Sunday, 5 February 2017

Michael Giacchino: King of Composers?

If, like me, you're a fan of film, TV or video game soundtracks, then The Soundcast is one of the podcasts you should be listening to. Not just because it's a high quality show, or because I appear on it as a guest from time to time, or because it's one of the not-many soundtrack-related podcasts out there, but because regular hosts Christopher Coleman and Erik Woods frequently do a great job of discussing the state of scores and soundtracks in a broad sense. Their show stands out because they don't just debate whether La La Land is the worst thing ever or the best thing ever (one of the most over-discussed topics of recent months), but also attempt to dive into interesting, original and timely subjects such as is modern Hollywood music "dumbed down"? and what actually makes a popular theme great? They're interested by what it means to be a soundtrack fan, and how that meaning is ever-changing.

In their latest episode Chris and Erik discuss the concept of composer dominance. They cite John Williams and Hans Zimmer as dominant film composers of the past, and note that Michael Giacchino - through the abundance and prominence of his recent projects - is clearly next in line.


Have a listen to the episode for their discussion, including their thoughts on whether composer dominance is a bad thing (spoiler: they decide it probably isn't (sub-spoiler: I agree with them)). Here, I want to briefly jot down some thoughts I have about Michael Giacchino being the latest head honcho in the film music business.

If you had asked me five years ago: hey Thomas, in five years who do you want to be the composer Hollywood uses for like everything?, I probably would have mentioned Giacchino. If you'd asked me who I wanted to score Star Wars (other than Williams of course), same answer. Sure, Giacchino has his fair share of critics, but on the whole he is a champion for many classic film music fans. I mean, his music is clearly Williams-esque (even when he isn't charged with mimicking Williams - which, granted, happens fairly often), and who doesn't love (former Composer King) John Williams?

So it's 2017 and Giacchino has done Star Wars. He did Star Trek three times. He does amazing things at Pixar and he's Marvel's new wonder-boy. Here we are in a world where I got everything I wanted. Luckily, I'm not disappointed. I mean, the guy delivers. His sound is striking. His themes are catchy as hell. Even one of his less-impressive scores, Dawn of the Planet of the Apes, is regularly stuck in my head. He nailed Rogue One but it doesn't even matter because his best Star Wars score was 2015's Jupiter Ascending (one of my favourite soundtracks ever).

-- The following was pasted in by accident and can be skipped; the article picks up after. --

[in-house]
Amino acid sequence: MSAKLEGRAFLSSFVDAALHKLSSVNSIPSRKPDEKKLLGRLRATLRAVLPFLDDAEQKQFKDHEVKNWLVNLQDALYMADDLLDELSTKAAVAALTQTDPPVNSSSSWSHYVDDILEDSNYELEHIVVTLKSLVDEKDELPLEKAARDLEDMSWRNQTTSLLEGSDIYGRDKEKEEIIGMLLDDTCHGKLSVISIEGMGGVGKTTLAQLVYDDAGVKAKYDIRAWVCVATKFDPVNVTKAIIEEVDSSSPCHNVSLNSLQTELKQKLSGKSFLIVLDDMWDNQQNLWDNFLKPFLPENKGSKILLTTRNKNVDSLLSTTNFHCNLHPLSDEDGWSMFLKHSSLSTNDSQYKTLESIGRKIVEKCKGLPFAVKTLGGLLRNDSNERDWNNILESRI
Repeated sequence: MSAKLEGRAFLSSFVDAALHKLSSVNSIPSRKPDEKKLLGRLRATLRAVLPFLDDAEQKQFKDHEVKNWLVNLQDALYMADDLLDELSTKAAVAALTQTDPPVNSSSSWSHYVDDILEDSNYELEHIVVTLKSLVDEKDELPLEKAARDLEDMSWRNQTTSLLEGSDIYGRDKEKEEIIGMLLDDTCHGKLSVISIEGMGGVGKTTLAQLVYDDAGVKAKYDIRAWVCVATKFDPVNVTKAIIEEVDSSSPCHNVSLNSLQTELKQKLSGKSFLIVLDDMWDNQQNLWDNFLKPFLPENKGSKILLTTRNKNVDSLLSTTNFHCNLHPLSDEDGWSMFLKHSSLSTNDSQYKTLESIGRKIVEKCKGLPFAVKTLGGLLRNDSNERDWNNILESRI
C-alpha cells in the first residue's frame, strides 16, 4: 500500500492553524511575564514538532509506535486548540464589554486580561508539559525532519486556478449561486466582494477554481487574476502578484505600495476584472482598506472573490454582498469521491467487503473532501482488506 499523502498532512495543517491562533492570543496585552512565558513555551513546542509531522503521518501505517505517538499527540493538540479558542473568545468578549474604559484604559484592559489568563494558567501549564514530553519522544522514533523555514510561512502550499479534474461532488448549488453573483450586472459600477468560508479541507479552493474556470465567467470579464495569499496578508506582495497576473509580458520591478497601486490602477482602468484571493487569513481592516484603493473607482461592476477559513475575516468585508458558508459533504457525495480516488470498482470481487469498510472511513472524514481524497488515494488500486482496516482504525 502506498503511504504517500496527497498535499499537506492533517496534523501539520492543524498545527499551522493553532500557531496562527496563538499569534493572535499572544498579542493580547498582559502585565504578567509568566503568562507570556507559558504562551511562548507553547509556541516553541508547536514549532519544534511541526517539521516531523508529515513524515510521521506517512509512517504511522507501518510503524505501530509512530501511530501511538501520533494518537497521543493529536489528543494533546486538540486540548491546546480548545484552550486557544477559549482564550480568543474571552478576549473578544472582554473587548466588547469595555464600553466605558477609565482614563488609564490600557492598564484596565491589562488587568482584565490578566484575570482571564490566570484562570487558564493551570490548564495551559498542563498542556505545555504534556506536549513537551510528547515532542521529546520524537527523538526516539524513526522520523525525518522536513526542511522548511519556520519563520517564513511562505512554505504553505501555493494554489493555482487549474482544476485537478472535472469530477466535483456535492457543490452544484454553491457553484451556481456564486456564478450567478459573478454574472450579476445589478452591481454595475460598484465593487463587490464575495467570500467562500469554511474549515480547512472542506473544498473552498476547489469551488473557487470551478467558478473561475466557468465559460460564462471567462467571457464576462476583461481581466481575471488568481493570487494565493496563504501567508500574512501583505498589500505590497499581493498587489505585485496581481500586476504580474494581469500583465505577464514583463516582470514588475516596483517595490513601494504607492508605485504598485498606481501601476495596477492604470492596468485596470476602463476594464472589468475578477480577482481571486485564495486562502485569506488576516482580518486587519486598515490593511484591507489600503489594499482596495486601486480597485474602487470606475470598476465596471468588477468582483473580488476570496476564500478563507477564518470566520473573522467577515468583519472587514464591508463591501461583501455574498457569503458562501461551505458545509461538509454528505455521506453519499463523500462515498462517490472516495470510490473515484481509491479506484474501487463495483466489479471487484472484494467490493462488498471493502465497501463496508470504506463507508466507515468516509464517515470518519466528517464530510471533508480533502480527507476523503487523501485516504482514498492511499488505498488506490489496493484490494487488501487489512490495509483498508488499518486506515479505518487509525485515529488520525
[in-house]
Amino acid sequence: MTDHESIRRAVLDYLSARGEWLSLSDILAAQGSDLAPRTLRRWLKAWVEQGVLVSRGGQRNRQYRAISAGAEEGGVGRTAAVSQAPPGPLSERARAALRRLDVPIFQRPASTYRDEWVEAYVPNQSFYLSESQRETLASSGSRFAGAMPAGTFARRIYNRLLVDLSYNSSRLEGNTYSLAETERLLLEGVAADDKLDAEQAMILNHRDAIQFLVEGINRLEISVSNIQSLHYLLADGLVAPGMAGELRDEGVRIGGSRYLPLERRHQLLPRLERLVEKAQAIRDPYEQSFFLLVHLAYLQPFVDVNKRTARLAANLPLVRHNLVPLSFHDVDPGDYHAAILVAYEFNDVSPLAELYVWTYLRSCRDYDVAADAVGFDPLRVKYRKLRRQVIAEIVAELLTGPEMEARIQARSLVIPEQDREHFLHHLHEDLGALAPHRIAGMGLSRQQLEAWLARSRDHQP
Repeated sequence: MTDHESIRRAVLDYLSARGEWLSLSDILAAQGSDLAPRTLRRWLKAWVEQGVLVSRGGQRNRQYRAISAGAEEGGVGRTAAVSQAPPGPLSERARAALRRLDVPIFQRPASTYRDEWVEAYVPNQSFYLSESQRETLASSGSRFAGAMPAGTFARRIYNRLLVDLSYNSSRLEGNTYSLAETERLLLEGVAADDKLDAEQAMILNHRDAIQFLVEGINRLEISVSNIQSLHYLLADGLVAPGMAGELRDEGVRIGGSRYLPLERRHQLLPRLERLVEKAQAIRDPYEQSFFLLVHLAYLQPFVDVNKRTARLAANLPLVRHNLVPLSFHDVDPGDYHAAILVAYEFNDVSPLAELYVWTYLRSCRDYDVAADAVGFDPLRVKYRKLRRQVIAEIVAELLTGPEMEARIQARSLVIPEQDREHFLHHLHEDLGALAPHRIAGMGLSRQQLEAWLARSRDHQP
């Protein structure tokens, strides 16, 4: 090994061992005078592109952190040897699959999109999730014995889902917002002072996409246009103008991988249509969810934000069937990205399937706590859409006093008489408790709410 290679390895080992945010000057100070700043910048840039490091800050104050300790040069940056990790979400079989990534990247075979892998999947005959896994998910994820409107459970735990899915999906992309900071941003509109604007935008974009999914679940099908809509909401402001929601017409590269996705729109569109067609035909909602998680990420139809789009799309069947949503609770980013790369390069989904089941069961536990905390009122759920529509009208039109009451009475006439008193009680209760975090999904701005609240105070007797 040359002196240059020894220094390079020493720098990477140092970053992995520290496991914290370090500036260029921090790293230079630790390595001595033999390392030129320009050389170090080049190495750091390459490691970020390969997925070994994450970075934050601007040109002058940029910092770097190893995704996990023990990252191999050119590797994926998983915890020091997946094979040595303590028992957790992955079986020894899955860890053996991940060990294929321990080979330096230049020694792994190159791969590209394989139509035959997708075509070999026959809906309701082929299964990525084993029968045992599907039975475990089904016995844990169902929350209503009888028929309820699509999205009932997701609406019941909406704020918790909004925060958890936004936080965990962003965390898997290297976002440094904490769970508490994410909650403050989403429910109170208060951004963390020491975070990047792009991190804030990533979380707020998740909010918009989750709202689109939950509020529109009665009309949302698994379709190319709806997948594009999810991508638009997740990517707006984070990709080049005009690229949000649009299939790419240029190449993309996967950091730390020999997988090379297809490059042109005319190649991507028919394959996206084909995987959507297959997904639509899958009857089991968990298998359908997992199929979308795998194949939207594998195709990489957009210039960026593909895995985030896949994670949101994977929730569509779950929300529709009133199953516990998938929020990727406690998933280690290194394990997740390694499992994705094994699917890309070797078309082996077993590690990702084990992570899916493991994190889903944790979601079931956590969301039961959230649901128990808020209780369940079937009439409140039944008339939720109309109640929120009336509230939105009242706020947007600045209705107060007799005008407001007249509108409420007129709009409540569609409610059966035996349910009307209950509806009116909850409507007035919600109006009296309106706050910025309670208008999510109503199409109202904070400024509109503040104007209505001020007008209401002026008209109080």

I think 2017 will be Giacchino's most important year of work though, in a "public perception" sense. Until this point his yearly projects have been relatively diverse, and have given him the opportunity to alternate between big, small, serious and playful. But just look at the projects Giacchino has lined up for this year: Spider-Man: Homecoming, War for the Planet of the Apes, Jurassic World 2 and The Incredibles 2. If you count Spider-Man as a second Marvel film after Doctor Strange, these are all sequels to films Giacchino scored himself. So over the next year we're going to be getting a lot of Giacchino music in flavours we're already very familiar with. The question is, will we like it? Can his music shine when it's all building on material he has written before? He may have done sequels before, Star Trek being the obvious, but I still don't think he has proven he can excel at it.

Furthermore, thanks to Rogue One, Giacchino is now one of the very few composers who have scored a Star Wars film. And whether you like that score or not (personally I love it), he is now officially a household name because of it. Yes, he's done many high profile films in the past, but Star Wars is next-level. Audiences who usually don't take any notice of film music will now see his name, hear his work, and take note.

Already, in 2016, some fans complained that Giacchino's Doctor Strange sounded too similar to his Star Trek (not me, I couldn't care less if they share a few chords). Will Giacchino suffer the same scrutiny this year, as he is forced to follow-up some of his best material? Time will tell.

Personally, I'm very excited about all this. I find Giacchino, who is a film score fan himself, very easy to be a fan of. He writes fast, sharp, thematic and deeply-emotive music, and I look forward to hearing it in many more films.

All hail the new king.


UPDATE (12/02/2017): Wowzeedooza, Soundcast Stereo did a response to my response. Response-ception.